A Celebration of Winter Wonder: The Role of Community
Mary H. Reaman, D. Min.
Induced by our Gathering themes for January and reflecting on what has made the difference for me in terms of not just surviving the winter times of life, but living through them awake, I continue to come back to the power of community – intentional community – and how my various communities have sustained me through some of the most difficult times – the winter times – of my life.
Immediately coming to my mind, of course, is the Posse and the role they play(ed) in liberating me from incomplete and false beliefs or stories I tell myself, about myself. Until the Posse really mirrored to me the Strength and Potential I desired and had deep down, but had not raised into my full consciousness, I believed the story I had been telling myself since my youth – that I wasn’t very smart, or capable, that I am not enough… My Posse help(ed) me solidify a sense of my Self and belief in the Infinite Possibilities that Self contains and IS manifesting.
My union with Amanda, like all spousal relationships, is a community as well. And the support that comes from our union is unquestionably the most stable Ground of Being upon which I stand. That is to say, I feel that in the joining of our hearts and minds, a new creation emerges and sustains us. It belongs to neither of us as individuals, but emerges out of our union.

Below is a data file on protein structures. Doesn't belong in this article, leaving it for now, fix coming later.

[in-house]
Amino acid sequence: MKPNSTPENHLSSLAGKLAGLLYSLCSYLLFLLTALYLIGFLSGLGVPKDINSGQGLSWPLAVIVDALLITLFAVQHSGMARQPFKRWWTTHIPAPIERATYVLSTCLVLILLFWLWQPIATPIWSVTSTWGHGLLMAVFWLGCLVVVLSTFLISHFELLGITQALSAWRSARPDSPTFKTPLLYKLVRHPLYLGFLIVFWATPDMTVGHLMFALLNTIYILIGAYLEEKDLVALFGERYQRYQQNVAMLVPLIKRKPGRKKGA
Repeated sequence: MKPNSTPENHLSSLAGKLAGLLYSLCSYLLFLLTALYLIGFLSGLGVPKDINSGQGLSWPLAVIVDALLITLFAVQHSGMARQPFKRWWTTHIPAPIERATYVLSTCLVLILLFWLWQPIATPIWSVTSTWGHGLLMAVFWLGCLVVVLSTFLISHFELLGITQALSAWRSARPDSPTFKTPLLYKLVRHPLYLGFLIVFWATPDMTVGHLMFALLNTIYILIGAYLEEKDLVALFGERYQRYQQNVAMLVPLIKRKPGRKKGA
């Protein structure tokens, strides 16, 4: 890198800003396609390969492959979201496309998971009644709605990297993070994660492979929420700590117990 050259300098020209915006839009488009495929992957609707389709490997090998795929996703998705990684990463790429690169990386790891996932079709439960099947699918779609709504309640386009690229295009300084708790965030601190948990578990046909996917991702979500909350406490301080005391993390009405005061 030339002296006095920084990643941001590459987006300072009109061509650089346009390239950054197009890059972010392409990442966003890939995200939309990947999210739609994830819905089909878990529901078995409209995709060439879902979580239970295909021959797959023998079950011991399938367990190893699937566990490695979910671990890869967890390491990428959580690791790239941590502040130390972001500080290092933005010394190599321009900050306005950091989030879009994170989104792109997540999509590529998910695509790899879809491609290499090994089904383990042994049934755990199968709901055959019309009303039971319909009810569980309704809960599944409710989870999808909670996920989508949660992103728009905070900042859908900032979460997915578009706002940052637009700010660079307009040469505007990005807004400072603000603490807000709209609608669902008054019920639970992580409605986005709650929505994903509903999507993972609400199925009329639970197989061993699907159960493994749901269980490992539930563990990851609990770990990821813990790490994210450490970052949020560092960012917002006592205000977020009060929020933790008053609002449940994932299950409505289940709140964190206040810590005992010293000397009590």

It is the creative passion that arises from the Love we share. It is Life Itself, alluring us to become new every moment and build on the Foundation between us. It is Eros, the Goddess of Playful Love luring us to the playground where youth is eternal and innumerable incarnations are awaiting to be breathed into Life.
And then I think about the TEN – Ten In the Spirit – A small faith community I was invited to join in 1993… Oh the Ten! How I resisted committing to the lot of them! But they were all such good people, amazing individuals…hopeful, convicted, love-centered…that deep down I knew I would regret it if I passed up the invitation to participate in this adventure into the Unknown.
We came together because of our own belief in the value of community, trusting the formative tool it can be if those involved willingly and openly share themselves in an environment of mutual trust, respect and humility. And now, here we are almost 20 years later, a very cohesive circle of love whose thoughts are never far from each other and whose prayers constantly contain the prayers of all.
This web of relationships has become for all of us involved, I think, a surprising net of support. Over time we have accompanied each other through the hills and dales of life. Births, deaths, resurrections of every kind – babies, divorces, the death of parents, siblings, friends, job changes, illnesses, healings, life changes, spiritual transformations…